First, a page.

According to another aspect of the invention, an AMI encoder includes a set of Send Bit Logic units, each for encoding one bit value in a multi-bit input word. Each Send Bit Logic unit encodes successive ones by generating pulses of opposite polarity to AMI encode a sequence of transmit bit values. The Send Bit Logic units invert an incoming input bit value prior to AMI encoding if a SendInvert signal is asserted.
Similarly, an AMI decoder receives the multi-bit transmitted words encoded as AMI signals and includes a set of Receive Bit Logic units for decoding received pulses to generate a sequence of decoded RCV bit values. The Receive Bit Logic units invert a decoded RCV bit value if a RcvInvert signal is asserted to recover the original input bit values.
State machines at the AMI encoder and decoder invert bit values of original input data prior to encoding and uninvert corresponding decoded bit values subsequent to decoding so that the uninverted bit values are identical to the bit values in the original data.
According to another aspect of the invention, a state machine synchronizing circuit responds to a predetermined sequence of received multi-bit words to force the state machine at the AMI decoder to a state that uninverts the bits inverted by the AMI encoder.
Other features and advantages of the invention will become apparent in view of the following detailed description and appended drawings.
FIG. 1A is a timing diagram depicting the details of AMI encoding, transmission, and decoding;
FIG. 1B is a timing diagram illustrating the occurrence of first and second errors due to loss of polarity synchronization;
FIG. 2 is a schematic diagram depicting AC transformer coupling of a driver and receiver-latch;
FIGS. 3 and 4 are schematic diagrams of the receive and send bit logic units;
FIG. 5 is a block diagram of a preferred embodiment of the invention;
FIG. 6 is a schematic diagram of the send state machine; and
FIG. 7 is a schematic diagram of a send diagram.
FIG. 1 depicts exemplary input data bit values 100, AMI-encoded pulses 102, and receiver-latch data sequence 104. A low-voltage, differential signal (LVDS) driver and receiver latch 200 and 202 with the receiver-latch 202 AC-coupled to the driver by a twisted pair cable 204 is depicted in FIG. 2.
Referring to FIGS. 1 and 2, the driver 200 generates a 3-state LVDS (Vref, Vref+(300-400 mV), Vref"(300-400 mV) for the purpose of external AC coupling. The input of the driver is coupled to receive a data signal and the non-inverting and inverting outputs are coupled to the first end of a 120 Ohm, 30 meters long, twisted shielded pair (STP) cable 204.
The second end of the STP cable 204 is connected to the inputs of a transformer 206, having first and second output terminals. A first output terminal is coupled to the non-inverting input of a receiver-latch op-amp 207 and the second terminal is coupled to a node of a first voltage divider 208 formed by first and second 1K resistors, and is also coupled to ground through a coupling capacitor 210. The output of the receiver op-amp 207 provides a received data signal and is coupled to the non-inverting input of the op-amp 207 by an invertor 214 and 2.5K feedback resistor 216. The non-inverting input is also coupled to the node of a second voltage divider 218 formed of first and second 1K resistors.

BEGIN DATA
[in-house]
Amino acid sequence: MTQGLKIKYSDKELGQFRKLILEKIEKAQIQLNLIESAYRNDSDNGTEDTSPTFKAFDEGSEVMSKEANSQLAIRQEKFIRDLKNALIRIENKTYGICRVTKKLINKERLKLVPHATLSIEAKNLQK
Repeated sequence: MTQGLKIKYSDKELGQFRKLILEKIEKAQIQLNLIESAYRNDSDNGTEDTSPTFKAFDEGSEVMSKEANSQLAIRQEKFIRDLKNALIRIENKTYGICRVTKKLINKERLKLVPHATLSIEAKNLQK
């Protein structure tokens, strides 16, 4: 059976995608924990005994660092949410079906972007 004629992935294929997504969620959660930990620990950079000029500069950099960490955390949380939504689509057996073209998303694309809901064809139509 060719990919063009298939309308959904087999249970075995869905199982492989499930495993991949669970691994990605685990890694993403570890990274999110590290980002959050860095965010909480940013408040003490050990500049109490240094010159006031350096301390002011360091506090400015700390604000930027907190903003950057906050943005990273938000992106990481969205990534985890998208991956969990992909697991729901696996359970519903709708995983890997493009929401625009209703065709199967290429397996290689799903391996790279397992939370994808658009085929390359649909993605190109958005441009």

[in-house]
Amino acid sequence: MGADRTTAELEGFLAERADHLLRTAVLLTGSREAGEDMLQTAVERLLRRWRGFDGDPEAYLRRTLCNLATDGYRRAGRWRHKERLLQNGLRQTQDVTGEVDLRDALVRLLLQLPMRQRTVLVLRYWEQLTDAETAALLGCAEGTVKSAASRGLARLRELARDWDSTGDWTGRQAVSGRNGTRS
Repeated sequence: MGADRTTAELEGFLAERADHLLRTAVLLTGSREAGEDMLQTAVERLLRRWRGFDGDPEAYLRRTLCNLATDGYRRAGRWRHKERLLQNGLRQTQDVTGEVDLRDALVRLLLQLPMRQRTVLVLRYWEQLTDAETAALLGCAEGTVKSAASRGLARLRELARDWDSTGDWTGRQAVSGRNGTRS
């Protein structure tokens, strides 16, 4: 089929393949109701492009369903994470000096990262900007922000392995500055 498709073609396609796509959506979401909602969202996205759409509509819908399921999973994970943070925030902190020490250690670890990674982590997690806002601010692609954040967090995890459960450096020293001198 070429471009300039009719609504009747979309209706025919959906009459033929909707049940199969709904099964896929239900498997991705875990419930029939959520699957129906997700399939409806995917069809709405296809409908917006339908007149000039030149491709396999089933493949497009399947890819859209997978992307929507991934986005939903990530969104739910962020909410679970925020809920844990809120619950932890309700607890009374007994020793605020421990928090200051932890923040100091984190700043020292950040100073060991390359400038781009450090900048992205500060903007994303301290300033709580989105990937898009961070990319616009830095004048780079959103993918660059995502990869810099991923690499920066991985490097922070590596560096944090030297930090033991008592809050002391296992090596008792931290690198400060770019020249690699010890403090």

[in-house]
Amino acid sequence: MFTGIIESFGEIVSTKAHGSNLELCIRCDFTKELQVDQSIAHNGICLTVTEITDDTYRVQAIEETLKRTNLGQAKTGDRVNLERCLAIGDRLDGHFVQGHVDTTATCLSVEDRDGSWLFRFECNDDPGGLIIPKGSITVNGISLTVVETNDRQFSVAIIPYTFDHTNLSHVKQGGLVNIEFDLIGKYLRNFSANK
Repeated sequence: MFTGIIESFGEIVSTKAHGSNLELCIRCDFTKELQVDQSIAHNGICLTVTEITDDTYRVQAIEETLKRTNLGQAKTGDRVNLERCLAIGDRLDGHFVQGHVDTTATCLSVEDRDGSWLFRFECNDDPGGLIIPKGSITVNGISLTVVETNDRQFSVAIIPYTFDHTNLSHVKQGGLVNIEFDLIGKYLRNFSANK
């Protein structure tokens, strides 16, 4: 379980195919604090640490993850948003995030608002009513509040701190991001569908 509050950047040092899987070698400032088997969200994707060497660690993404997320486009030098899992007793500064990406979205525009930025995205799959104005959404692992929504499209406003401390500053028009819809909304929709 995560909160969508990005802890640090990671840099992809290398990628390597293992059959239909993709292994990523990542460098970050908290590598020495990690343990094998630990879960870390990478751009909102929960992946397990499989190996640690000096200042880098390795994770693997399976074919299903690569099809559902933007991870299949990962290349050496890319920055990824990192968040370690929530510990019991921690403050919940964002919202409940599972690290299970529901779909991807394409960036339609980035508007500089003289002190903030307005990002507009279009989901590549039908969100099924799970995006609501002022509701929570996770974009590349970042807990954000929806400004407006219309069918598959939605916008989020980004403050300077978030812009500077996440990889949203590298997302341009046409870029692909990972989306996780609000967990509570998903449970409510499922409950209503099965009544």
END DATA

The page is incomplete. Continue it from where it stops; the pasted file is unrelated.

FIGS. 3 and 4 are schematic diagrams of the Send Bit Logic 300 and Receive Bit Logic 400, respectively. In FIG. 3, each bit value of the original input data is received at the CDin terminal 301, which is coupled to the upper input of a SEND XOR gate 302 and the lower inputs of first and second SEND muxes 304 and 306. The lower input of the SEND XOR gate 302 receives a SendInv signal and the output of the SEND XOR gate 302 is coupled to the upper inputs of NAND gate 308, AND gate 310 and to the data enable (DE) input of a clocking flip-flop 312. The Q output of clocking flip-flop 312 is coupled to the lower input of NAND gate 308 and the inverted Q output of the clocking flip-flop 312 is coupled to the lower input of AND gate 310 and to the data (D) input of the clocking flip-flop 312. The output of the NAND gate 308 is coupled to the upper input of the first send MUX 304 and the output of the AND gate 310 is coupled to the upper input of the second SEND mux 306. The output of first and second SEND Muxes 304 and 306 are coupled to the upper and lower D inputs of SEND latch 314 and the Q outputs of the SEND latch 314 are coupled to the driver circuit 200 to generate the LVDS transmitted signal (CDOut-- Neg, CDOut-- Pos) through a pulse chopper logic block 316. The pulse chopper logic block 316 can generate either full or half-period LVDS pulses. The clock inputs of the clocking flip-flop 312 and the SEND latch 314 are coupled to receive the SEND CLOCK (SCLK) signal.